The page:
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International Monetary Fund. European Dept.
Following a deep recession in 2020 and further contraction in 2021Q1, the euro area economy recovered rapidly in the second and third quarters thanks to high vaccination levels, increasing household and business adaptability to the virus, and continued forceful policy support. Looking ahead, while supply chain disruptions, elevated energy prices, and resurgences of Covid-19 cases—including those related to the Omicron variant—are likely to pose near-term headwinds to growth, the recovery is set to continue in 2022 as the impact of the pandemic on economic activity continues to weaken over time and supply-side constraints ease. Medium-term output losses relative to pre-crisis trends will vary significantly across countries and sectors as will the extent of labor market scarring. Price pressures are building up as production bottlenecks are set to persist for a while. However, inflation—despite increasing significantly in recent months due to transitory factors—is projected to moderate during 2022 and remain below the ECB’s inflation target over the medium term. Uncertainty surrounding the outlook remains high and largely related to pandemic dynamics and legacies, including induced behavioral and preference changes.
International Monetary Fund
As emerging and developing economies accumulate more domestic sovereign debt, it is likely to play a larger role in the resolution of future sovereign debt crises. This paper analyzes when and how to restructure sovereign domestic debt in unsustainable debt cases while minimizing economic and financial disruptions. Key to determining whether or not domestic debt should be part of a sovereign restructuring is weighing the benefits of the lower debt burden against the fiscal and broader economic costs of achieving that debt relief. The fiscal costs may have to be incurred in the context of restructuring because of the need to maintain financial stability, to ensure the functioning of the central bank, or to replenish pension savings. A sovereign domestic debt restructuring should be designed to anticipate, minimize, and manage its impact on the domestic economy and financial system. Casting the net wide across claims can help boost participation in the restructuring by lowering the relief sought from each creditor group. A strategy that engages creditors constructively, and as transparently as possible, that relies on market-based incentives, and that presents the exchange as part of a consistent macroeconomic plan typically works best.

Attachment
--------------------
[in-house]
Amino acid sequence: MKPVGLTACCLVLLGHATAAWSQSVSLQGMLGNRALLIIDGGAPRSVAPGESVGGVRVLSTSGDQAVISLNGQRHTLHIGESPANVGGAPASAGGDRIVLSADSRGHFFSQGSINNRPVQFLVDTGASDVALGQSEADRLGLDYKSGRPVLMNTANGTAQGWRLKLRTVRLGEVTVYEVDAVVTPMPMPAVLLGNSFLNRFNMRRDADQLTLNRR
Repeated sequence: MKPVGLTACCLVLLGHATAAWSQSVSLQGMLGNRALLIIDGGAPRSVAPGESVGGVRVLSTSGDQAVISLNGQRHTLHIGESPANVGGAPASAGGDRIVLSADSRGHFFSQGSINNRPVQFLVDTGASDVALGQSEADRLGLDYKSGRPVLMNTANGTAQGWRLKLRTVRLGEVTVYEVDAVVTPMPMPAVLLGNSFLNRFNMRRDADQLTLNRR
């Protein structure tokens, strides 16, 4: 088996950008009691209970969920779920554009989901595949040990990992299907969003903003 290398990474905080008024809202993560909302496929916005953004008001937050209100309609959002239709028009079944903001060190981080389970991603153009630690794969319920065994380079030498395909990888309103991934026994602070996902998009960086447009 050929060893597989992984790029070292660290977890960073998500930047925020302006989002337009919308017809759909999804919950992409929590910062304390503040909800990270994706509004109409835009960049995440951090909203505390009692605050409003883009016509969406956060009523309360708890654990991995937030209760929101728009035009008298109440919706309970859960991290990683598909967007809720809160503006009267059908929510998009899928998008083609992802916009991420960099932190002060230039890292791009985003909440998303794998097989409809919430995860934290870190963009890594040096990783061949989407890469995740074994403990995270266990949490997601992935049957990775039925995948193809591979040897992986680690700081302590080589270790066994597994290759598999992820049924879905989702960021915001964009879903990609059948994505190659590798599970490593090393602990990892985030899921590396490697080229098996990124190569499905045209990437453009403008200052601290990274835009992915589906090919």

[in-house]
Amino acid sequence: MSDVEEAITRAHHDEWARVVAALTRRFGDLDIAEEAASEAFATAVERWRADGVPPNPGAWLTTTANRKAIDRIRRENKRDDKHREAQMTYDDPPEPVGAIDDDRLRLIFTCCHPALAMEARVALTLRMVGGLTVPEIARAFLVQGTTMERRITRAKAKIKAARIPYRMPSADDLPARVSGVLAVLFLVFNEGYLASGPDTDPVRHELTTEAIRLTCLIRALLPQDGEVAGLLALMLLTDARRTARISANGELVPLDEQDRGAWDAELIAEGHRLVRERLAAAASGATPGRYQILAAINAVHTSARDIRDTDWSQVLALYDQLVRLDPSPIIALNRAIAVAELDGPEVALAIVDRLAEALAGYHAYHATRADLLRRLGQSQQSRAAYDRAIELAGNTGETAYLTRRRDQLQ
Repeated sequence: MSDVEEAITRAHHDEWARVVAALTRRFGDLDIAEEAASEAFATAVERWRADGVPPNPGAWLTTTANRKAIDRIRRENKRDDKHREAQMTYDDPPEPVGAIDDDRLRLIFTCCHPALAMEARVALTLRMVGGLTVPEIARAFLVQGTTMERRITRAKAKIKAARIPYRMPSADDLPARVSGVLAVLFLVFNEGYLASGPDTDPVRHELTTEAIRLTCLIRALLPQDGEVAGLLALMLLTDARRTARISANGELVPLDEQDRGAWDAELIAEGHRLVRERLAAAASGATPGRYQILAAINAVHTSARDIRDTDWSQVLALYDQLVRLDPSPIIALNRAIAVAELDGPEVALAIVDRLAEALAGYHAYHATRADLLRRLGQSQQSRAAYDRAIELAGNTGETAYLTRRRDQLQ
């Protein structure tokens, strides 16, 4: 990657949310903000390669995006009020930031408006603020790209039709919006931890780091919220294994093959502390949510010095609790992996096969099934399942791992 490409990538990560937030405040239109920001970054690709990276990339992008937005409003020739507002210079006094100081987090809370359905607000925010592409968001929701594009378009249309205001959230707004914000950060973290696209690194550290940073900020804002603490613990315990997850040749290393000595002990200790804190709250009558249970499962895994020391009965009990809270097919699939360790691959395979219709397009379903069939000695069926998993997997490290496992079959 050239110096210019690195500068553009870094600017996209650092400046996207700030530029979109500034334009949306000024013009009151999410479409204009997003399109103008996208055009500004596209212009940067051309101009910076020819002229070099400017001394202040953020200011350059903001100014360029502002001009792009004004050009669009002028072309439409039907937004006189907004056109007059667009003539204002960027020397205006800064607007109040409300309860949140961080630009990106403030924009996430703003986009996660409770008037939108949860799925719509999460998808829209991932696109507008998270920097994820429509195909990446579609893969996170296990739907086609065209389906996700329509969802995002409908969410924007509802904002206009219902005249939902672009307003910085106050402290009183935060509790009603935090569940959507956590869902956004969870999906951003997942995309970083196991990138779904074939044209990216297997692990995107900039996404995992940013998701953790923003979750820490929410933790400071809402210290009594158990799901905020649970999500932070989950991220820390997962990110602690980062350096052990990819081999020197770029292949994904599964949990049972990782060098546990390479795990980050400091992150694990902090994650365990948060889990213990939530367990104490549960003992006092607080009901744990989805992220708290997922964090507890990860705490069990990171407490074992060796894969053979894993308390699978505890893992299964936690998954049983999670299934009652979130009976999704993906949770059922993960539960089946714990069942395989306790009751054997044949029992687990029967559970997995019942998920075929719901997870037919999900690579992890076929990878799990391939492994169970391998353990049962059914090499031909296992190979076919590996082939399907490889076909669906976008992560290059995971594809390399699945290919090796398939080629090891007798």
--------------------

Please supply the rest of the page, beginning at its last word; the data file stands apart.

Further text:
International Monetary Fund. European Dept.
This Selected Issues paper assesses Cyprus’s export competitiveness and understands factors that could explain export developments, particularly in the services sector. Although Cyprus has been able to leverage its strategic location to diversity its markets for goods exports, as a small island economy, opportunities for diversifying its products mix is more limited. Services exports have performed better in the post-crisis period buoyed by the recovery in Europe and the impact of technological advances on global Information and Communication Technologies-enabled trade. Policies to support greater market diversification, enhance competition and efficiency and strengthen technological adoption would help exports growth. Studies have established the relationship between price and cost competitiveness with trade performance. Cyprus has performed reasonably well with strong service exports over the past few years, aided by improvements in cost competitiveness and a recovery in the European export markets. Policymakers should exploit opportunities brought by the digital transformation while addressing the accompanied risks.
International Monetary Fund. European Dept.